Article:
• Using pragmatic optimism based on science, it seems every week there are more confirmations that while of course not being completely understood quantum behavior is more than a theory in of itself. Quantum encryption, quantum computers, the successful creation of quantum states in the laboratory, etc. Several years ago I did a piece on wave patterns and what could be a quantum observer effect in terms of expectations shared toward a tipping point ( like Princetons experimentations with random number generators and global consciousness) that may create a tipping effect to create macro quantum based states as ( for lack of a better word) projections. The reason I suspect this is look at the social and cultural tracking of the images that parallel technological history, even going so far to project animism, mythical characters long, long ago. Perhaps Fatima. I remember Nick R being interested in this theory some time ago. The advantage is science could take this phenomenon a lot more seriously without the hoo-doo. This is an aspect of this phenomenon I have been writing about for five years or more, so I am glad to see you have considered it as plausible.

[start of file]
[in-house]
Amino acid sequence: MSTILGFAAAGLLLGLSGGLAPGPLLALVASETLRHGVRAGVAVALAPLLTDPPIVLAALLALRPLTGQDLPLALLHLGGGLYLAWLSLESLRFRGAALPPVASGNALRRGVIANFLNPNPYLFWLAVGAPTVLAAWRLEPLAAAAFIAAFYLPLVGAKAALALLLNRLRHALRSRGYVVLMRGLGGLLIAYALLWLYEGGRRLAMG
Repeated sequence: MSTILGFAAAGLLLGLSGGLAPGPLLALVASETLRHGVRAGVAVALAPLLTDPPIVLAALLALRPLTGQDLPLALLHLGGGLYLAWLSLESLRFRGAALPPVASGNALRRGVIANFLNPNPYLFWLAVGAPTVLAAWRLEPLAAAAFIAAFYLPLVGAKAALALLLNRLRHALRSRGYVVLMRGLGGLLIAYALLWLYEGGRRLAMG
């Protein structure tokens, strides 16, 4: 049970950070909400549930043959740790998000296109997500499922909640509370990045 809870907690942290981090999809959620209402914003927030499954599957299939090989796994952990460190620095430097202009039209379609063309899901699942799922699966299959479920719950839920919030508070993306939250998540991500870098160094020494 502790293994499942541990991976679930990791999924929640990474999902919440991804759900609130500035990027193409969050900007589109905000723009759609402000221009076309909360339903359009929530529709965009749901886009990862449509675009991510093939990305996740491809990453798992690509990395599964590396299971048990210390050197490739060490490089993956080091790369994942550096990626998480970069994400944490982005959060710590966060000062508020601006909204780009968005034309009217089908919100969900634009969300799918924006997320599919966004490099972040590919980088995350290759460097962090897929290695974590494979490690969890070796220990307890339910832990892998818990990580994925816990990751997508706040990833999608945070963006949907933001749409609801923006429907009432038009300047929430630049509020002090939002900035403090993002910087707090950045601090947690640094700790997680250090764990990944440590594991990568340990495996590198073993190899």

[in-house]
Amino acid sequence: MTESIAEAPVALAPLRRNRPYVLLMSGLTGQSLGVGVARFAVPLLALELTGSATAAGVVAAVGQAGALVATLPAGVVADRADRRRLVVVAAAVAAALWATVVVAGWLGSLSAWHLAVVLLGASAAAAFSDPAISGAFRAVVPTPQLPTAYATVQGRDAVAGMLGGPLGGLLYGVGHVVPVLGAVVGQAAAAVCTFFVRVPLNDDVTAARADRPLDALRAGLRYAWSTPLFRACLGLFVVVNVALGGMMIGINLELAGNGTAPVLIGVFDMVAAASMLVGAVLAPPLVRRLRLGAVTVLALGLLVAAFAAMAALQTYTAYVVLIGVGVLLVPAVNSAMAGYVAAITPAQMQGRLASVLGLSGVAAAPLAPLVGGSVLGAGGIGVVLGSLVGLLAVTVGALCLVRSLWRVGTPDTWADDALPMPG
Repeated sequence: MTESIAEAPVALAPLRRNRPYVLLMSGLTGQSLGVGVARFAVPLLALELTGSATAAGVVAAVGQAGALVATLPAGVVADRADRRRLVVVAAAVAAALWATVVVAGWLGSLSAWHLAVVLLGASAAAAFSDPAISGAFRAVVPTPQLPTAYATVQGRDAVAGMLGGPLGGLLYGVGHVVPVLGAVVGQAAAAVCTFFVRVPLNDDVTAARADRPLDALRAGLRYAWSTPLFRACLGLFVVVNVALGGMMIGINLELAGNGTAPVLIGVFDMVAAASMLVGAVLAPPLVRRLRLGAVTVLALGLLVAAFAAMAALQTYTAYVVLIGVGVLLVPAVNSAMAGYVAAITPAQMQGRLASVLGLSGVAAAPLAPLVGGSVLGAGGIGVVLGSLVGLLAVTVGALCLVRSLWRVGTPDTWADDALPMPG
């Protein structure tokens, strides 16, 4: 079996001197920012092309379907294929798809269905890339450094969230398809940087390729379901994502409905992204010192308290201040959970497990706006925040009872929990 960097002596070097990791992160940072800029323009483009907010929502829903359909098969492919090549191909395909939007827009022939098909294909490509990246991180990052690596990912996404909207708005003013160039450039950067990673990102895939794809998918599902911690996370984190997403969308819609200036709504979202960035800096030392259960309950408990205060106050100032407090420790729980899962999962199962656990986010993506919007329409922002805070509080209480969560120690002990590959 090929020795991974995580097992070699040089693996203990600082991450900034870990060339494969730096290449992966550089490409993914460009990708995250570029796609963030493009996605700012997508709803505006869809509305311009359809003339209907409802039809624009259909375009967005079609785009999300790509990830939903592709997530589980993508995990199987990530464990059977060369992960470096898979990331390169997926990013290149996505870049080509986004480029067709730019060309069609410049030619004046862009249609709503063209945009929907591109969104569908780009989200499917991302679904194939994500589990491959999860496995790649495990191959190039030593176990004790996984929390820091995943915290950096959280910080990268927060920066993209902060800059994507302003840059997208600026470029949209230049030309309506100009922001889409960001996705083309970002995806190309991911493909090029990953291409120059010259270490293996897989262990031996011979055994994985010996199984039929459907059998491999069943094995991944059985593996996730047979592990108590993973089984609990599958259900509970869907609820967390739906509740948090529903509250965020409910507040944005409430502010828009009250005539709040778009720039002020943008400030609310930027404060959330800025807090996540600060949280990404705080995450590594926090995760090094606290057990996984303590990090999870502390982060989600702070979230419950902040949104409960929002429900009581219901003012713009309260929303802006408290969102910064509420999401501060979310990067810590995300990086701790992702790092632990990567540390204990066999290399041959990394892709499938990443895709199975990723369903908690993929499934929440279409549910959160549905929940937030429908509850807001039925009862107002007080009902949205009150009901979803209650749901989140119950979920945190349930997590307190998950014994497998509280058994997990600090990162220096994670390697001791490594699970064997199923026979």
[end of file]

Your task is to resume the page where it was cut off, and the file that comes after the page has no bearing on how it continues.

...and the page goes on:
By Blogger Bruce Duensing, at Friday, August 16, 2013  

  • RRRGroup -

    ...you need to step slowly away from the remaindered Physics books at your local Barnes and Noble, SIR...

    Here is the unpleasant truth:

    ...we do not have any 'UFOs' to 'research';

    ...we only have 'reports' of UFOS, whatever those are worth...

    By Blogger Kurt Peters, at Friday, August 16, 2013  

  • Spot on, Mr. Peters.

    By Blogger purrlgurrl, at Friday, August 16, 2013  

  • http://thebiggeststudy.blogspot.com/2013/08/nelson-tells-you-second-thing-you-need.html

    By Blogger Bruce Duensing, at Friday, August 16, 2013  

  • I can't really say that there would be a quantum entanglement regarding two, yet separate UFO sightings in opposite sides of the earth.

    Perhaps the "uncertainty principle" of visual observation can be applied to how we mentally observe and measure a visual phenomena such as UFOs. As far as I know, neuroscience has resisted the study of the brain on a quantum level...cellular and molecular level yes.